Marijuana has long had a bad rap in the eyes of the American public, but this is all changing. The legalization of recreational marijuana has been on the rise in the U.S. The new wave of cannabis consumers includes medical marijuana users who have been in the forefront in the push to legalize the drug.
As many as 29 states have already made use and sale of marijuana possible in one way or the other. Among these, 8 states have made it accessible for adults over the age of 21.
Statistics about marijuana usage have also shown that the American public is quickly redefining its view of the plant. With wildly spreading support for legalization, speculations are rife about which states will follow the move to decriminalize the drug. The fact that the plant rakes in millions in taxes for states that have embraced its medical and recreational use does a lot to increase pressure on jurisdictions that still maintain stiff penalties for possession or use of the plant. Here are some states that are likely to pass laws that will allow usage of the plant in the coming days;
In 2013, after three failed attempts, Arizona residents finally passed Resolution 203, which allowed for the consumption of legal marijuana. It was seen as a major coup, seeing as the state had repeatedly put the issue n the ballot. In 2016, the state marijuana legalization proposal failed, but there is a strong feeling that it is only a matter of time before the homestretch comes calling. At the moment, the state has 122 medical marijuana dispensaries, including Encanto Green Cross in Phoenix.
In November 2016, the residents of Florida overwhelmingly voted for the use of medical marijuana, with 71.3% supporting usage thus making it available for a doctor’s approval. Even though this was a big step in the decriminalization of the plant, recreational users still face tough penalties for possession. The maximum fine for possession of 20g or less stands at $1,000 and a misdemeanor charge which could land you in jail for a year. That being said, the state is known as one that embraces ballot initiatives and this could be the reason marijuana will be legal in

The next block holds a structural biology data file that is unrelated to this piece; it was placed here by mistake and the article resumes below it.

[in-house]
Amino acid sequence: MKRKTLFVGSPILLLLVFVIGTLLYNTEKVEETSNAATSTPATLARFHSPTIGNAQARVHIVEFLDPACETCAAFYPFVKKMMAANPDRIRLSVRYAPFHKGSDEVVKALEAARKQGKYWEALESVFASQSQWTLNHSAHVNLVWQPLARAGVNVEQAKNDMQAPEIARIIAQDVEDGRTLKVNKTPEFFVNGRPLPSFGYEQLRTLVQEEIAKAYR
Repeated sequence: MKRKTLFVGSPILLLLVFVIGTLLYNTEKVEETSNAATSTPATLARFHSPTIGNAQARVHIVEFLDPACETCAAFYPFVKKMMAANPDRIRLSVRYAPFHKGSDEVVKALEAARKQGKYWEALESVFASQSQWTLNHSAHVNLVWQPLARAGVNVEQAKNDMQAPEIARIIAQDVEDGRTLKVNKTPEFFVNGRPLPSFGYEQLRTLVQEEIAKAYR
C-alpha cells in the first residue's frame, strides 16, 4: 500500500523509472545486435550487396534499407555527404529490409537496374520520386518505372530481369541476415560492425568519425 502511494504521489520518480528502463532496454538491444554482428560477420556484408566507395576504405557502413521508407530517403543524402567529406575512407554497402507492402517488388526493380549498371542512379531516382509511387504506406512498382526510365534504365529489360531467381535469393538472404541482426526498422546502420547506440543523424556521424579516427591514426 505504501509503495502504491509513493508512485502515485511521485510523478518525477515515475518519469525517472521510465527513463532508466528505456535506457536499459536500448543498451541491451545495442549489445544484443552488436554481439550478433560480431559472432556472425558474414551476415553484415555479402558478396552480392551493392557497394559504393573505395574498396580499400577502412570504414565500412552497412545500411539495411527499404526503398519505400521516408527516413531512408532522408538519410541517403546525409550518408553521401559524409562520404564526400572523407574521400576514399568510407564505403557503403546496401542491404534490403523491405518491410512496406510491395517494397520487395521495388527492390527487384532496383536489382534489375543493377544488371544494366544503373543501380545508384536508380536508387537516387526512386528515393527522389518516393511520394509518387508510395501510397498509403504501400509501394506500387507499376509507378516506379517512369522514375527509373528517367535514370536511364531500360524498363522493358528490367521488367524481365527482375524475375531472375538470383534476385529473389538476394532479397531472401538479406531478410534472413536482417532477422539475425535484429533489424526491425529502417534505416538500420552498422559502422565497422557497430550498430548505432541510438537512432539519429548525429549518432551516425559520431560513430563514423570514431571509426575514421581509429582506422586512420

Florida in the coming years.
Marijuana aficionados in the state of Michigan are looking for the 252,523 signatures required for a petition that will validate a proposal to tax marijuana. If such a proposal is successful, it will allow for possession and cultivation of the plant.
In 2008, Michigan residents allowed for medical marijuana usage, which is a good sign for proponents of the plant. Even so, possession currently attracts a fine of $2,000 and a jail term as well. The state has an annual adult usage of 15%.
The state has had ongoing power struggles between proponents and opponents of the plant. In 2004, marijuana was legalized for medical use after a ballot initiative swung in favor of usage. Come 2011 and lawmakers were fighting to place stricter regulations on the applications of the plant. In 2012, Constitutional Initiative 110 could not attract enough signatures to get a ballot initiative rolling. The move failed again just last year.
The state has a 15.1% annual usage for adults. Among various demographics, adults over the age of 26 are more accepting of legalization. However, at the moment, possession will cause you to pay a fine of $500.
Arkansas is known to have adopted a lot of progressive legislation over the years due to ballot initiatives and marijuana legalization might be another one. Residents of the state recently voted in favor of Issue 6, which makes medical marijuana accessible to patients, subject to a doctor’s approval. The fact that the voters favor accessibility of medical marijuana may be a sign that better things lie ahead as a similar vote was defeated in 2012. At the moment, possession of marijuana can attract a year in jail and a fine of $2,500.
Vermont was a state on the brink of marijuana legalization until the Governor dismissed the bill. If passed, the bill would have made marijuana available to adults over the age of 21.The legalization of the plant was stifled with the explanation that more research was needed in order to ascertain what effects it would have on tax revenue and security.
With Vermont having the third highest number of cannabis users in the U.S, it should come as no surprise if the plant was to be legalized soon. Currently, the maximum fine for possession is $200 and possession has been decriminalized.
The current wave of marijuana legalization has solely been through ballot initiatives but states still have more tools at their disposal. The catch is that they will still have to consider legalization in their own legal and cultural context.